This item was mirrored from https://www.therecord.com/news/waterloo-region/2020/11/04/elmira-biogas-plant-allowed-to-boost-capacity.html on 24 September 2021.
By Leah Gerber, Local Journalism Initiative Reporter
Fri., Nov. 6, 2020
ELMIRA — Residents can soon expect more trucks carrying organic waste rumbling through Elmira’s main street.
The Ministry of Environment recently approved an increase in capacity to the Woolwich Bio-En Power Inc. anaerobic digestion facility, the Elmira biogas plant that turns organic waste into renewable natural gas through bacterial digestion.
The approval includes an increase in the amount of waste material for the plant’s digestion process from 70,000 to 110,000 tonnes per year.
The approval also allows for 160 truck movements, or 80 trucks per day. This is an increase from the currently allowed 40 trucks per day included in the original 2012 renewable energy approval.
The extra truck traffic is a contentious issue for citizens who feel there is already too much of it in Elmira. Comments on the Environmental Registry of Ontario’s posting expressed worry about the toll the trucks will take on roads, homes and air quality.
Shannon Purves-Smith lives near the plant. Its trucks go by her home regularly.
She feels biogas plants are a good idea but should be located closer to their sources of waste, and not in residential areas.
She said she’s been living with the extra truck traffic from the company since 2012.
“It gets worse all the time,” Purves-Smith said. “The front of my yard is covered in truck dust, and it gets in the house, and we have to have air filters. If you’re gardening outside, you’ll just faint at the smell.”
The province also approved more flexibility in types of wastes allowed to be used as material for the plant. Inbound trucks could be carrying an assortment of approved organic wastes through Elmira’s main street, including food waste, manure, glycerol, fats oils and grease, renewable energy crops like corn silage, and organic waste skimmed from wastewater treatment systems.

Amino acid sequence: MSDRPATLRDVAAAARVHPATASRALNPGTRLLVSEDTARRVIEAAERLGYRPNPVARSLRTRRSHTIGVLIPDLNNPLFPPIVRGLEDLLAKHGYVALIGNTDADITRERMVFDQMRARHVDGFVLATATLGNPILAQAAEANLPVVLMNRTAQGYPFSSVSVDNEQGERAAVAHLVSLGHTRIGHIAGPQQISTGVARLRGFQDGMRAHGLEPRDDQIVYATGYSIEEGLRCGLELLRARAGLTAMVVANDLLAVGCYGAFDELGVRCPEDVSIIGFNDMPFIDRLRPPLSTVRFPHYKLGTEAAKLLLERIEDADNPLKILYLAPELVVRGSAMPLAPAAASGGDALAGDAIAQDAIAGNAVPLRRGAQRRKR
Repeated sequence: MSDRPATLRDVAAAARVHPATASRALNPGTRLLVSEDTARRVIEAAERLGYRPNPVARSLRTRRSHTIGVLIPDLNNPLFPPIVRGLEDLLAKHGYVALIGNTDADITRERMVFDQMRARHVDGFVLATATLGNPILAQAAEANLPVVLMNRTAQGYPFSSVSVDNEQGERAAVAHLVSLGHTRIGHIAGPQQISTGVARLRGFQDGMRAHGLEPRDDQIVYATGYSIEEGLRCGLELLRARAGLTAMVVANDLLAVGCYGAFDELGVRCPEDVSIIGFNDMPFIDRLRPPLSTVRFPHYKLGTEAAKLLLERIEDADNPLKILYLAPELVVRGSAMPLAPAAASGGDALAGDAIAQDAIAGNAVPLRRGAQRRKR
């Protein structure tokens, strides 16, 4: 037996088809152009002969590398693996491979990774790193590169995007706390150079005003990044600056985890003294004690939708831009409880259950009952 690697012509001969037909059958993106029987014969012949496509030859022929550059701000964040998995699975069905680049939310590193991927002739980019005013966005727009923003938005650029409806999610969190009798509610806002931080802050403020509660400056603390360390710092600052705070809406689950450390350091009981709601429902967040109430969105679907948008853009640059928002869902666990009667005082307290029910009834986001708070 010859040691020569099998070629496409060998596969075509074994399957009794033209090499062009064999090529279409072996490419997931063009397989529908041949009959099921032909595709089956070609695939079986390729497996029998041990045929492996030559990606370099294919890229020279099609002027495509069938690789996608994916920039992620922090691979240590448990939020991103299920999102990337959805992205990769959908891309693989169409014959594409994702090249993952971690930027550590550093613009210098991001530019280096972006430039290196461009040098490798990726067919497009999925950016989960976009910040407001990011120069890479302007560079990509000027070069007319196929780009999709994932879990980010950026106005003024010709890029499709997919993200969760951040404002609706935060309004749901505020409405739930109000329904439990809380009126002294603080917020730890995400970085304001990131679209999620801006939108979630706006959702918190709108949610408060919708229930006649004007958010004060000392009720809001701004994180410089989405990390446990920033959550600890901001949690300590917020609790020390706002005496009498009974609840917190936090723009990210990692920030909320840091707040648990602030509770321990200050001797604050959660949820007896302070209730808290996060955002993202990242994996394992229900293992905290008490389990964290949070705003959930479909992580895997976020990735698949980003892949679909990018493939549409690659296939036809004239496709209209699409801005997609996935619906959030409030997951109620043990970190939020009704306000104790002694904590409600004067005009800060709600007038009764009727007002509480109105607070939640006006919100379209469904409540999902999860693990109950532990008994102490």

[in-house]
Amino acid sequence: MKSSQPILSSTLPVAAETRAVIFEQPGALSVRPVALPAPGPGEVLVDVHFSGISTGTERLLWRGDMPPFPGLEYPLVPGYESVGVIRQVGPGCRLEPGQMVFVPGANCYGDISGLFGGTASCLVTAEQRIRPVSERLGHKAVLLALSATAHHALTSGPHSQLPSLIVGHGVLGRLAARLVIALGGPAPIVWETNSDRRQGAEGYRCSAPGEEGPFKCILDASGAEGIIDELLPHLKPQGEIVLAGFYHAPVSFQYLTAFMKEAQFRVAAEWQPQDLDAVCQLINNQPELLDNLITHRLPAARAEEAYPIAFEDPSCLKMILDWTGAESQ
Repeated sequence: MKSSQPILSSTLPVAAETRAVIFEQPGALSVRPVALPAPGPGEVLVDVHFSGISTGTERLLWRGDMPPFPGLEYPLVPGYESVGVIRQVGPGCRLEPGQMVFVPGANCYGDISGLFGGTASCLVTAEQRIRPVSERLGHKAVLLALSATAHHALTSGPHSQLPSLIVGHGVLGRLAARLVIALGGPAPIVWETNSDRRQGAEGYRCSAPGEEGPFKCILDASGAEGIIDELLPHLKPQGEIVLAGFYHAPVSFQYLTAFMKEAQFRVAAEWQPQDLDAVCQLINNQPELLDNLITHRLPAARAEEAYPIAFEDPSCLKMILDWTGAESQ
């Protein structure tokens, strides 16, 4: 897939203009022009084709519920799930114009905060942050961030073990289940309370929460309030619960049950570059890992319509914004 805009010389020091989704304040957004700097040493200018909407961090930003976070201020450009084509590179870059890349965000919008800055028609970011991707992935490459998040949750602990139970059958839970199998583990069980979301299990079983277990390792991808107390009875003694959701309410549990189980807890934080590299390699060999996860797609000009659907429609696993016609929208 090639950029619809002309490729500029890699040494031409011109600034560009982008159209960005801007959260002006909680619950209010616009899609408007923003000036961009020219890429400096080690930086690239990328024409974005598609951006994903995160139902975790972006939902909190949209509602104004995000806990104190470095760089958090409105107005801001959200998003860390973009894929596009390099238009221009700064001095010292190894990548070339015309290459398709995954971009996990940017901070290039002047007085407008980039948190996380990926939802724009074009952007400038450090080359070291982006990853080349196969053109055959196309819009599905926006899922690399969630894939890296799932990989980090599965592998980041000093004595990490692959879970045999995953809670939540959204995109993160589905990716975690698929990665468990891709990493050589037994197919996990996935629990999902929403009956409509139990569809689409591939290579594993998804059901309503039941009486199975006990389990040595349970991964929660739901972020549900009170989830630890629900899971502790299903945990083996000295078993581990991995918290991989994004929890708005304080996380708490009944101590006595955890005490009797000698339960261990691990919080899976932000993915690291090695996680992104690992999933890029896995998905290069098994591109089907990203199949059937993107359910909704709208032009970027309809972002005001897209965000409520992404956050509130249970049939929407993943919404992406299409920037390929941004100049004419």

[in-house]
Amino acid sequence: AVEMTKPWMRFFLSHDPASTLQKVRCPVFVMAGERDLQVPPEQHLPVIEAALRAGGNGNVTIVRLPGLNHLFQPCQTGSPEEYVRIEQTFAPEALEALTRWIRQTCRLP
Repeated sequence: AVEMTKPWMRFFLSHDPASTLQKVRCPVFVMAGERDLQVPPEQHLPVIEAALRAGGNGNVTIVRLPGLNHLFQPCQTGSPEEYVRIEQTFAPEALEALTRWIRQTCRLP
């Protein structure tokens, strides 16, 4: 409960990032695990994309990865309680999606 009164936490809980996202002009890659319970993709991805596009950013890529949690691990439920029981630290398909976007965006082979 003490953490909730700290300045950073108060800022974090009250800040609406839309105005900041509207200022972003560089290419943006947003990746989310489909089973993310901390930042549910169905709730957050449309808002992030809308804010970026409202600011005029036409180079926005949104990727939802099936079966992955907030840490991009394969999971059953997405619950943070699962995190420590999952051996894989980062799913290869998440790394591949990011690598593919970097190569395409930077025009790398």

“We expect this change at our plant to lead to no more than perhaps a dozen additional vehicles passing through the area in a typical day. It will not be a significant change,” said Paul Taylor, manager of business development.
The Region of Waterloo’s 2015 traffic count estimated average annual daily traffic at 16,145 vehicles at the main intersection of Arthur and Church streets.
The ministry stated that Woolwich Bio-En will work to ensure odour and noise limits are met.
Bio-En produces 2.85 megawatts of electricity and 3.02 megawatts of heat, though the company is considering focusing on selling its product as gas, rather than electricity, according to Taylor.
Purves-Smith and her late husband have been involved with the community debate around Woolwich Bio-En for many years. She said her main concern is that the emissions created by the trucks bringing wastes from across the Greater Toronto Area and throughout Ontario could negate or severely reduce the climate benefit of the technology itself.
Taylor said the plant is one of the largest carbon sinks in Waterloo Region.
The facility has three pre-treatment tanks, two digester tanks and one repository tank where the biogas is generated and stored. The gas can then be used to produce heat and power.
The company also participated in a pilot project last year with the Downtown Kitchener Business Improvement Area to divert organic wastes from downtown businesses.
Leah Gerber’s reporting is funded by the Canadian government through its Local Journalism Initiative. The funding allows her to report on stories about the Grand River Watershed. Email firstname.lastname@example.org